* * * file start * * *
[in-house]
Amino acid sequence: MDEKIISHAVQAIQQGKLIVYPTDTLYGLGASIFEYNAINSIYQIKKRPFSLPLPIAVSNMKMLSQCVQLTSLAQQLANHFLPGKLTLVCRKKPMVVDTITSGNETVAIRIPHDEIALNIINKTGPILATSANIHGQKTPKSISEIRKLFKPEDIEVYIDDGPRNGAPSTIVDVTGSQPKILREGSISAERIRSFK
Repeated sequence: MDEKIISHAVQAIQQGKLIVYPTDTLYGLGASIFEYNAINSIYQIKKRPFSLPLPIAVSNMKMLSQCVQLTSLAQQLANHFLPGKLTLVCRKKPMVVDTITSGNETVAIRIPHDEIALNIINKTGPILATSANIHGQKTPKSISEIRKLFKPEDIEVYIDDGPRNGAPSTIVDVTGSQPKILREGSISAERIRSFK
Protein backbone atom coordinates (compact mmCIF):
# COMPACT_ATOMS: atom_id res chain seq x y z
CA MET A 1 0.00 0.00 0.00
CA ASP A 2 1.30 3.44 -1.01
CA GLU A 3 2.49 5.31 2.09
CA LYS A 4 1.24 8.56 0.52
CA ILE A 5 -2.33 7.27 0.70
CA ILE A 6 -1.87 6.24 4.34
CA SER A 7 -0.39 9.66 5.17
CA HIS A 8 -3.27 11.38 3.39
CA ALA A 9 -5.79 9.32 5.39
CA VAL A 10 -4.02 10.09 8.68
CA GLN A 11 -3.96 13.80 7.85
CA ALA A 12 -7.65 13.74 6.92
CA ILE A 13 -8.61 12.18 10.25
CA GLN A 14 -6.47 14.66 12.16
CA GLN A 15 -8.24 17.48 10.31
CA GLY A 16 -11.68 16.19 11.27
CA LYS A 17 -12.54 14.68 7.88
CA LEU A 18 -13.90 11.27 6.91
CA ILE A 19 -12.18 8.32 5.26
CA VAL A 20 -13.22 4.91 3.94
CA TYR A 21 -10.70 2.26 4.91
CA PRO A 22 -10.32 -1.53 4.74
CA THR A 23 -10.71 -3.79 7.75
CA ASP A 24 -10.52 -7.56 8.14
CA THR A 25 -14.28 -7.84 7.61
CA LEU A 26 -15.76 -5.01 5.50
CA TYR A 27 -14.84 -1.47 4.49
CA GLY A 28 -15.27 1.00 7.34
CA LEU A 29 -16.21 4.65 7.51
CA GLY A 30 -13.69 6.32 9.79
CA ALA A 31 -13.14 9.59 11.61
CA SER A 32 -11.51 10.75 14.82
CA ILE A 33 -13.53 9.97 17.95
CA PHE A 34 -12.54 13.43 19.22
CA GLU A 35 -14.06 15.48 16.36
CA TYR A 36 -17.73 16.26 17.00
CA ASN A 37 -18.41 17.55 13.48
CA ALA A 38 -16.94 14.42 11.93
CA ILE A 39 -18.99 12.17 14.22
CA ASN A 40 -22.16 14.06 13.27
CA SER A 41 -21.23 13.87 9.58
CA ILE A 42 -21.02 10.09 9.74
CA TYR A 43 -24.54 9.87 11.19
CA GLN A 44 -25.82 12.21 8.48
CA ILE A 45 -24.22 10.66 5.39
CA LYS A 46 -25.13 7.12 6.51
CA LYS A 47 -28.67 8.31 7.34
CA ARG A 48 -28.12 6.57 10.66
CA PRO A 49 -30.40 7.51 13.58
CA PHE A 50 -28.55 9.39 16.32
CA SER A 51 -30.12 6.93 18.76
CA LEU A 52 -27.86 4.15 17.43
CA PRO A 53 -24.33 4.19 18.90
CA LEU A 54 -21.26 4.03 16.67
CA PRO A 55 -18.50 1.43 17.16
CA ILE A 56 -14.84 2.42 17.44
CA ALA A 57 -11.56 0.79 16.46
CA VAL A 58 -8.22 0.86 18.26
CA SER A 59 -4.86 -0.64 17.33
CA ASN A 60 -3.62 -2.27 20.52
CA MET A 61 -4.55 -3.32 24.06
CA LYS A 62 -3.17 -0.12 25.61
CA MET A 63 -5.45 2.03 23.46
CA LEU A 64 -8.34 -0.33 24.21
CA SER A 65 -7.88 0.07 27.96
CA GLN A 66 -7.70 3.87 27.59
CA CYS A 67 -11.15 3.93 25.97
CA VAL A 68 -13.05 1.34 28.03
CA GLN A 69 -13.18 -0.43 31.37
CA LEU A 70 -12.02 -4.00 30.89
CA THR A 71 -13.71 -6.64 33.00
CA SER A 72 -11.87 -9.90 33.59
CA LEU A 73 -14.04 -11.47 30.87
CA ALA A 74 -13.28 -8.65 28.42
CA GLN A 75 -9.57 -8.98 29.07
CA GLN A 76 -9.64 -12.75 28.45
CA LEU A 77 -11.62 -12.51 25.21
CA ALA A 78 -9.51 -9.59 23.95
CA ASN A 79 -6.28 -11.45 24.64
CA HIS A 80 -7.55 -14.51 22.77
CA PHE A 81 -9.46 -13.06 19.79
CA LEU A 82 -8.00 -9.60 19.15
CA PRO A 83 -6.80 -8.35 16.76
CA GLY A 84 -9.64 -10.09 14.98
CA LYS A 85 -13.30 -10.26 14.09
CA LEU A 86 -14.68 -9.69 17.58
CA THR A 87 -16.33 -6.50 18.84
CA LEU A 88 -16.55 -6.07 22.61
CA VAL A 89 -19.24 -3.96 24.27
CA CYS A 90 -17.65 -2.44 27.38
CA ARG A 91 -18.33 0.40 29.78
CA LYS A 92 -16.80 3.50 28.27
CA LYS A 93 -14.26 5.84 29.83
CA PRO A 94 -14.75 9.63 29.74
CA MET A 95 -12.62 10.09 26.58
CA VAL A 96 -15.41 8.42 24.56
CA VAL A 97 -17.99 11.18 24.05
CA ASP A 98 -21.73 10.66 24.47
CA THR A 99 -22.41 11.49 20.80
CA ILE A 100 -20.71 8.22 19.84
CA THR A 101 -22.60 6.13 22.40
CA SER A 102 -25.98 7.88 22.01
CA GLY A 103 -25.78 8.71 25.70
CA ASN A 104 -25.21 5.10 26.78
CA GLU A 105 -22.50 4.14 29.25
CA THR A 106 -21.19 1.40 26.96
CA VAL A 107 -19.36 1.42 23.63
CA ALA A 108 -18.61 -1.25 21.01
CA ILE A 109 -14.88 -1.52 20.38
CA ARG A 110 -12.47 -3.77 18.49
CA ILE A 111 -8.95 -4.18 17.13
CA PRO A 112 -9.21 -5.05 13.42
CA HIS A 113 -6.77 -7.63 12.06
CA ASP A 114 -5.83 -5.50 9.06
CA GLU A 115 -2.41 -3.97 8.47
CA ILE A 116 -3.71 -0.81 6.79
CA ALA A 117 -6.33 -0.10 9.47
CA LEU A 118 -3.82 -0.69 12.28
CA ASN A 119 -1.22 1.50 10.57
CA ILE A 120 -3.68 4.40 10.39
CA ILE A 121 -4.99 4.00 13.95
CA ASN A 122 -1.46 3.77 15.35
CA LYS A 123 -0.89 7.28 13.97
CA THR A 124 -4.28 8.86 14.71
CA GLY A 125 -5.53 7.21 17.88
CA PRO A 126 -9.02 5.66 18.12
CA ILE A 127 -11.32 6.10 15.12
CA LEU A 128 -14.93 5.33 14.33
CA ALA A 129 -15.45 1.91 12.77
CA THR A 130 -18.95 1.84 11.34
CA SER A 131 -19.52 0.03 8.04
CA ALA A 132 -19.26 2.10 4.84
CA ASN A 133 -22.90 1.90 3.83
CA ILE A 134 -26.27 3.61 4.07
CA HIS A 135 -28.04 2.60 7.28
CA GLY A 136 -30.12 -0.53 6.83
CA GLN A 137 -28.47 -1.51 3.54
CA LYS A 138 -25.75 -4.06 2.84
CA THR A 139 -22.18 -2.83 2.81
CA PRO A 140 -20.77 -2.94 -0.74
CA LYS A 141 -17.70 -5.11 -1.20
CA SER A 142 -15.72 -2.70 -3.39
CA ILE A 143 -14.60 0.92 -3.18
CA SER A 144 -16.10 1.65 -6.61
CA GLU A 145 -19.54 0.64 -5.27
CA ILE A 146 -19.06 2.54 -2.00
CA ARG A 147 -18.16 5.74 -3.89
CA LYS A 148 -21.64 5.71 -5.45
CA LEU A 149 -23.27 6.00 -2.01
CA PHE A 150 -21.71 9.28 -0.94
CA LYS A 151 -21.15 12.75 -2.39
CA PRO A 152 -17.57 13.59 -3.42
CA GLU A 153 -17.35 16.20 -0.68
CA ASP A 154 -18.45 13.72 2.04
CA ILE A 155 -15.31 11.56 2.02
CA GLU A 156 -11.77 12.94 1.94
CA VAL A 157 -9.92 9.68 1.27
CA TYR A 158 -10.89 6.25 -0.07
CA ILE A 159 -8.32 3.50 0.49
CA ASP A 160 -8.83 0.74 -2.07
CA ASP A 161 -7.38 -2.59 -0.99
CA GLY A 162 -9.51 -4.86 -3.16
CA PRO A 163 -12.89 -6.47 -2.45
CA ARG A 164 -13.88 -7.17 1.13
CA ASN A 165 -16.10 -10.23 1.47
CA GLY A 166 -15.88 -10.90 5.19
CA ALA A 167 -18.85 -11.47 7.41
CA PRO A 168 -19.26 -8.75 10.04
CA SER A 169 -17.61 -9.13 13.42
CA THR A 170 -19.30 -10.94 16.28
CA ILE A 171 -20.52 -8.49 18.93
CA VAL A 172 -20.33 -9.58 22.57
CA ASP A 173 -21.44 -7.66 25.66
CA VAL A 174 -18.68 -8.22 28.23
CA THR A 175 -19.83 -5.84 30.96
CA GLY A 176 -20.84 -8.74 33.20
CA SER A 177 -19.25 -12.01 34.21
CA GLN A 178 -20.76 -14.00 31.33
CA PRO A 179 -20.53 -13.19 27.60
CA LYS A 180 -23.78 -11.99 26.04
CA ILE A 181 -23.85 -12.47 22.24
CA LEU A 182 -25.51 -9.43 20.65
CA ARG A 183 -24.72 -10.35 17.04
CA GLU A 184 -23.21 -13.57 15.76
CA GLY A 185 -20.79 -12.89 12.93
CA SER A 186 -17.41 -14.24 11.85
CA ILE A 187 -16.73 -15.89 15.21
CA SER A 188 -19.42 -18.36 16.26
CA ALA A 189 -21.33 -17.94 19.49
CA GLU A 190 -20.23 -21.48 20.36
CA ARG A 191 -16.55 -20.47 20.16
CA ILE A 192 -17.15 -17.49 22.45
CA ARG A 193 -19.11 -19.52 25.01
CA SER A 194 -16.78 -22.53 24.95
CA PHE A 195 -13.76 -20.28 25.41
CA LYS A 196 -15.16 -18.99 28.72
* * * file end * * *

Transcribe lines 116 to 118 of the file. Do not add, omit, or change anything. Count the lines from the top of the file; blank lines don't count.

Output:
CA ILE A 111 -8.95 -4.18 17.13
CA PRO A 112 -9.21 -5.05 13.42
CA HIS A 113 -6.77 -7.63 12.06